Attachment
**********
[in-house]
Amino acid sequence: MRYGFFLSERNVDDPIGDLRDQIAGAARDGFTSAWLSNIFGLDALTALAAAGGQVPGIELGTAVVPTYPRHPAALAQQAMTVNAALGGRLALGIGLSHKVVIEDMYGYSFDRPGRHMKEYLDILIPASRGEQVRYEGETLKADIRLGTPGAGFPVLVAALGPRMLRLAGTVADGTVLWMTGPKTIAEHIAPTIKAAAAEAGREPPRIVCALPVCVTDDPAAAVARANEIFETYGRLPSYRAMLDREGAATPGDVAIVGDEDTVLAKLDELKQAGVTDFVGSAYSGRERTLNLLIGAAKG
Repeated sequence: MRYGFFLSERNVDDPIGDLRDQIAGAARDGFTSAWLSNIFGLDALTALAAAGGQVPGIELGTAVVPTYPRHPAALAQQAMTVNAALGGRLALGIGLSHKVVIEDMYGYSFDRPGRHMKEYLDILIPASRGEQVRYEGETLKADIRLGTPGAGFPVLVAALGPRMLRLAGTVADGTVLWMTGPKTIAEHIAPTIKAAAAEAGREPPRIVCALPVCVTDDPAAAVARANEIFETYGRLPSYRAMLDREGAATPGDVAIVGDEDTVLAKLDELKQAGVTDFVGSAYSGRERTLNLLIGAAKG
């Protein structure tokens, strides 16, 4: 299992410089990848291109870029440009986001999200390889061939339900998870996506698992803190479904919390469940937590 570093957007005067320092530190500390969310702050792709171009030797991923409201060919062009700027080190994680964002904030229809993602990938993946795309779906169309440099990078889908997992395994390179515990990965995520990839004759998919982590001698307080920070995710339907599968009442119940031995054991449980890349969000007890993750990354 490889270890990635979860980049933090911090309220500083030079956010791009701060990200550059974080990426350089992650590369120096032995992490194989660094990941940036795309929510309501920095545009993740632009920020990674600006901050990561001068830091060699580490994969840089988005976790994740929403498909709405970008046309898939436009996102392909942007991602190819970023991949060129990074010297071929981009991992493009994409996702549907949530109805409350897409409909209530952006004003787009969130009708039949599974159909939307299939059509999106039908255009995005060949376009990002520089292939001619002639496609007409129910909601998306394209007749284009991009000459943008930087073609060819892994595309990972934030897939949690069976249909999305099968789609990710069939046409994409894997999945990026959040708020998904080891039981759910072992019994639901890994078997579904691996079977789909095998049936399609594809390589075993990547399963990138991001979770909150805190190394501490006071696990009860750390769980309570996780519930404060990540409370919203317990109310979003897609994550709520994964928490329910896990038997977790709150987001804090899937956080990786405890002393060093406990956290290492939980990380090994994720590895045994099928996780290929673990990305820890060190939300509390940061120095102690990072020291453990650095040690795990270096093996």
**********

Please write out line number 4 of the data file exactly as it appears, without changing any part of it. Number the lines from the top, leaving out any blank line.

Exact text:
């Protein structure tokens, strides 16, 4: 299992410089990848291109870029440009986001999200390889061939339900998870996506698992803190479904919390469940937590 570093957007005067320092530190500390969310702050792709171009030797991923409201060919062009700027080190994680964002904030229809993602990938993946795309779906169309440099990078889908997992395994390179515990990965995520990839004759998919982590001698307080920070995710339907599968009442119940031995054991449980890349969000007890993750990354 490889270890990635979860980049933090911090309220500083030079956010791009701060990200550059974080990426350089992650590369120096032995992490194989660094990941940036795309929510309501920095545009993740632009920020990674600006901050990561001068830091060699580490994969840089988005976790994740929403498909709405970008046309898939436009996102392909942007991602190819970023991949060129990074010297071929981009991992493009994409996702549907949530109805409350897409409909209530952006004003787009969130009708039949599974159909939307299939059509999106039908255009995005060949376009990002520089292939001619002639496609007409129910909601998306394209007749284009991009000459943008930087073609060819892994595309990972934030897939949690069976249909999305099968789609990710069939046409994409894997999945990026959040708020998904080891039981759910072992019994639901890994078997579904691996079977789909095998049936399609594809390589075993990547399963990138991001979770909150805190190394501490006071696990009860750390769980309570996780519930404060990540409370919203317990109310979003897609994550709520994964928490329910896990038997977790709150987001804090899937956080990786405890002393060093406990956290290492939980990380090994994720590895045994099928996780290929673990990305820890060190939300509390940061120095102690990072020291453990650095040690795990270096093996």